Four Canons from The Art of Fugue for Cello Duo
The Art of Fugue is one of Bach's grandest creations. A supposedly incomplete work, it was discovered in the early 1900s and originally considered more of a study of fugal composition. Today, his final masterpiece is seen for what it is, a striking manifestation of musical ideas that culminate in an abrupt halt in the middle of a line.
Despite an ending that we will never know, there is little question that this work is an impressive and virtually unparalleled composition that achieves a colossal scale of grandeur yet contains many of the intricate and delicate subtleties that characterize the majority of Bach's output.
Ovation Press editor Hans Erik Deckert has arranged the four canons from The Art of Fugue for cello duo. These canons are among Bach's longest and most complex, developing aspects of fugal composition which are difficult to sustain in canon.
About The Four Canons by Bach
The Art of Fugue consists of 14 mostly four-part fugues (the final quadruple fugue is unfinished), as well as the four two-part canonic fugues, all centered around a principle "subject."
This first canon, Canon alla Ottava, explores fugal technique in its reiteration of the head motive at the level of the dominant and in contrary motion. This canonic "subject" is the melodic inversion of the main theme of the Art of Fugue.
The second canon realizes a "vigorous dispute between two adversaries" as the consequent enters at the interval of a fifth. The subject is the foundation for this rhythmic vitality.
In the third canon we are presented with the main subject unadorned and in contrary motion. The consequent enters at the interval of a third and the inverted subject is linked to a syncopated rhythm.
The fourth canon, Canon per Augmentationem in Contrario Motu, brings in the consequent as an imitation through the doubling of all note values (augmentation = enlargement), as well as through the exact inversion of all the intervals (Contrario Motu = contrary motion). Bach kept working intermittently on this little masterpiece before it attained its ultimate form, which features his signature “B A C H” motif.Purchase Bach's Canon per Augmentationem in Contrario Motu, today!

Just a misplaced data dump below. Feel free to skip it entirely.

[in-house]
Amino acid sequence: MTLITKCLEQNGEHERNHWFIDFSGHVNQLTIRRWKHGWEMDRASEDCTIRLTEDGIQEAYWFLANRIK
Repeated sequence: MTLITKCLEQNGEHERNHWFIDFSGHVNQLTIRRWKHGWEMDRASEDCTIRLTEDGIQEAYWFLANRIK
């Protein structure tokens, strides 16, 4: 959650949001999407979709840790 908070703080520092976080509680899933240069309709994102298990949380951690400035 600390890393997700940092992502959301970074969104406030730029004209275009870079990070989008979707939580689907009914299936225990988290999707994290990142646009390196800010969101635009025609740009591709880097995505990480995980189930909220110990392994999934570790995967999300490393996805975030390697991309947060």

About the Editor – Hans Erik Deckert
Hans Erik Deckert grew up in Germany and moved to Denmark shortly after the war in order to study cello and conducting in Copenhagen. His career in these fields, and more generally as a passionate animator in the field of chamber music, has developed from posts held at academies in Germany, Denmark and Sweden to his present freelance activity throughout Europe. Hans Erik Deckert's roots in the German musical tradition have given him a depth of musicianship much in demand at solo and chamber masterclasses and seminars, which is mixed with a concern for the wider social responsibility of music, stemming from his Scandinavian environment.
Presently, Hans Erik Deckert is Honorary President of the Danish section of ESTA (which he also founded in 1978), resident conductor with the Cello Academy (which embraces a professional 12-part cello ensemble as well as regular training courses for students), and holds visiting posts at the Freie Musikschule in Hamburg and the Institute for Music Therapy at Witten-Herdecke University in Germany.Click here to learn more about editor Hans Erik Deckert. In addition, check out an exclusive article written by Mr. Deckert himself: the Seven Stages of Practicing, published on our blog String Visions!